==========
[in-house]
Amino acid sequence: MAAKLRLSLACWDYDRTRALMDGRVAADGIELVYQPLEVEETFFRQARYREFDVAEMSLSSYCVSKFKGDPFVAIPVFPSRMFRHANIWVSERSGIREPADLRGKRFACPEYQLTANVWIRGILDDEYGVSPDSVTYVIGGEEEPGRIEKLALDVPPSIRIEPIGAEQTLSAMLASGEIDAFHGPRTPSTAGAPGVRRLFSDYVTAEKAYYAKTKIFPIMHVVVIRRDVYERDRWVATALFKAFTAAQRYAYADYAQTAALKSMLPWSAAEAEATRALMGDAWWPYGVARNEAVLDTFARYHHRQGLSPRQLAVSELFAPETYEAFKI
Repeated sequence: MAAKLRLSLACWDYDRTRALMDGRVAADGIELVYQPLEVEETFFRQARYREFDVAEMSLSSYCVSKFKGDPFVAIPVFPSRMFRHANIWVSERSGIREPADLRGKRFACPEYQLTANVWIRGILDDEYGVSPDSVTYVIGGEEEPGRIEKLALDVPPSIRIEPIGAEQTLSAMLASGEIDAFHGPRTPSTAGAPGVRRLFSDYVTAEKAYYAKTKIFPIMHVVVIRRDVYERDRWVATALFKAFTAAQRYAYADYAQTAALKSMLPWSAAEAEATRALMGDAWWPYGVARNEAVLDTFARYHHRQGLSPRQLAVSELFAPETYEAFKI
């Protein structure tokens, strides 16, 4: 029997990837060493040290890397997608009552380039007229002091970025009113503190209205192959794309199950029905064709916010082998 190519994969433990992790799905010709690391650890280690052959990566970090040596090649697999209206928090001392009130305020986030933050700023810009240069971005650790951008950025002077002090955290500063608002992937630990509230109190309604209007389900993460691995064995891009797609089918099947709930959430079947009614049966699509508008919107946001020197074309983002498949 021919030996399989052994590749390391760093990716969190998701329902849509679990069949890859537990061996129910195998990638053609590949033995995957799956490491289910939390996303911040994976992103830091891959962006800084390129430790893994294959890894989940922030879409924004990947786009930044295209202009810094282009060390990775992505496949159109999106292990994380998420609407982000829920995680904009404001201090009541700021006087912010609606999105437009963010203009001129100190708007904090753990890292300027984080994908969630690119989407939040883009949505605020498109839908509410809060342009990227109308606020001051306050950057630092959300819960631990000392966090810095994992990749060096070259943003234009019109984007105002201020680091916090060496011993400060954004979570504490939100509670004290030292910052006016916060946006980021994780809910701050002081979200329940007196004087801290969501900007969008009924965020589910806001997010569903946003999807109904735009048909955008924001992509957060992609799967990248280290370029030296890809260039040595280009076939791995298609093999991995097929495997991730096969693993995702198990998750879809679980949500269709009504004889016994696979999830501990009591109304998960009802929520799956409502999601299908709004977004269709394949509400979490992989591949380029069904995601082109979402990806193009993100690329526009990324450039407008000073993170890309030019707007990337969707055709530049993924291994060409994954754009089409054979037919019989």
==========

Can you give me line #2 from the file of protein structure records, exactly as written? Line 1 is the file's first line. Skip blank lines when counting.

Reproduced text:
Amino acid sequence: MAAKLRLSLACWDYDRTRALMDGRVAADGIELVYQPLEVEETFFRQARYREFDVAEMSLSSYCVSKFKGDPFVAIPVFPSRMFRHANIWVSERSGIREPADLRGKRFACPEYQLTANVWIRGILDDEYGVSPDSVTYVIGGEEEPGRIEKLALDVPPSIRIEPIGAEQTLSAMLASGEIDAFHGPRTPSTAGAPGVRRLFSDYVTAEKAYYAKTKIFPIMHVVVIRRDVYERDRWVATALFKAFTAAQRYAYADYAQTAALKSMLPWSAAEAEATRALMGDAWWPYGVARNEAVLDTFARYHHRQGLSPRQLAVSELFAPETYEAFKI